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Study Finds Black Children Wait Longer for Autism Diagnosis

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What’s new: A study published in the journal Pediatrics on Monday found that, on average, Black children are not diagnosed with autism until they are 5.5 years old, later than their white counterparts. In 2016, the Centers for Disease Control and Prevention (CDC) found the median age of autism diagnosis was slightly above 4 years old. In the most recent study, researchers at Washington University in St. Louis surveyed parents of 584 autistic Black children and quantified the delay in diagnosis.

In our current national conversation about race, preventable disparities in diagnosis and treatment services deserve a high priority because failure to address these disparities may seriously compromise outcomes for children affected by autism. — John N. Constantino, M.D.

The Frontlines: Early autism diagnosis can be crucial to getting autistic kids the support they need to thrive much sooner. Children can be reliably diagnosed as autistic by the age of 2, according to the CDC.

  • Parents of Black autistic kids in this study reported concerns about their children’s development for an average of three years before their child was diagnosed.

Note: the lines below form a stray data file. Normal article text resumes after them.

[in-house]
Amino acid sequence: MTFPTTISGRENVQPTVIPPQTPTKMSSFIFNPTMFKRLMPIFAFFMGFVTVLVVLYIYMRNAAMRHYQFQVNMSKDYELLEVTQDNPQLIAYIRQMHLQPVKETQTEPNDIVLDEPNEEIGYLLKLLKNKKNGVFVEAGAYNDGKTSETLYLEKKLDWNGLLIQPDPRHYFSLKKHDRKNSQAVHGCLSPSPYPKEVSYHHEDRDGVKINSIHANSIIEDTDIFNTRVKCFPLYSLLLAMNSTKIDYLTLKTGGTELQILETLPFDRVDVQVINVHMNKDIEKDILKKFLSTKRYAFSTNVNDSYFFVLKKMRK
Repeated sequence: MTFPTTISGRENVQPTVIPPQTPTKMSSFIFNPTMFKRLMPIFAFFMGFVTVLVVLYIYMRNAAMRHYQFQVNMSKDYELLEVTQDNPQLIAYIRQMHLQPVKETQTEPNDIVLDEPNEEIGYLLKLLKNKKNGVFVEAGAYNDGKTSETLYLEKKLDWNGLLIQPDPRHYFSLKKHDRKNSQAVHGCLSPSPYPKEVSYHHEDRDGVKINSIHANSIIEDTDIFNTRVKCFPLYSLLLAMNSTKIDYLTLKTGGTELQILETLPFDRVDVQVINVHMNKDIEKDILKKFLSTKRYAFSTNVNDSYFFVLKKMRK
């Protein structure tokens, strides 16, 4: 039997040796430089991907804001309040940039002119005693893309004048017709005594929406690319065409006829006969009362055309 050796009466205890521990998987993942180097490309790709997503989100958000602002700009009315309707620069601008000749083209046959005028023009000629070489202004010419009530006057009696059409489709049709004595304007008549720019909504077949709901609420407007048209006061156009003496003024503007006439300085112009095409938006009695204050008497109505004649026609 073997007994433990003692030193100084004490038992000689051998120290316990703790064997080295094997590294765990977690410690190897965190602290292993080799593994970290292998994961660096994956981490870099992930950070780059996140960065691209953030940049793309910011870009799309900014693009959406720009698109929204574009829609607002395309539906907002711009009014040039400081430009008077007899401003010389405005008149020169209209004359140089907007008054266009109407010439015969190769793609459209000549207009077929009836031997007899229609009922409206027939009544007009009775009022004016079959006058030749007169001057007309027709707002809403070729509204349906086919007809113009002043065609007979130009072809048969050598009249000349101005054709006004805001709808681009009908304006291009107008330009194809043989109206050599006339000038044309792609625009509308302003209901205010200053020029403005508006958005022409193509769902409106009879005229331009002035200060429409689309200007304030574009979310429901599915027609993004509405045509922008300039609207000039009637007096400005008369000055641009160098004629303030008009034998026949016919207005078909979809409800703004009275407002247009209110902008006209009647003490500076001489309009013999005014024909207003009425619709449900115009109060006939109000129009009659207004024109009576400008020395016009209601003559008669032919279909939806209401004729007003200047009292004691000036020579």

• More than half of parents said they saw multiple specialists before their child received an autism diagnosis.
  • The study found that Black children at autism specialty centers waited six months longer than white children to be diagnosed.

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A Mighty Voice: Contributor Kala Allen wrote about her journey to get an autism diagnosis as an adult. “As an African American woman, I can fully attest to the research that claims late diagnosis is common in women, and even more common in African Americans. This is unfortunate because early intervention is the key to living a healthy and fulfilling life. Being diagnosed as an adult will come with a lot of challenges, but it has also already come with a lot of clarity.” You can submit your first-person story, too.

From our community:

How To Be An Ally to An Autistic Person of Color – Really.

Add your voice:

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Other things to know: As Dr. Constantino mentioned, it is important to discuss how race and racism affect people on the spectrum. You can read these stories below to get started:

Image via Getty Images/fizkes

Originally published: August 25, 2020
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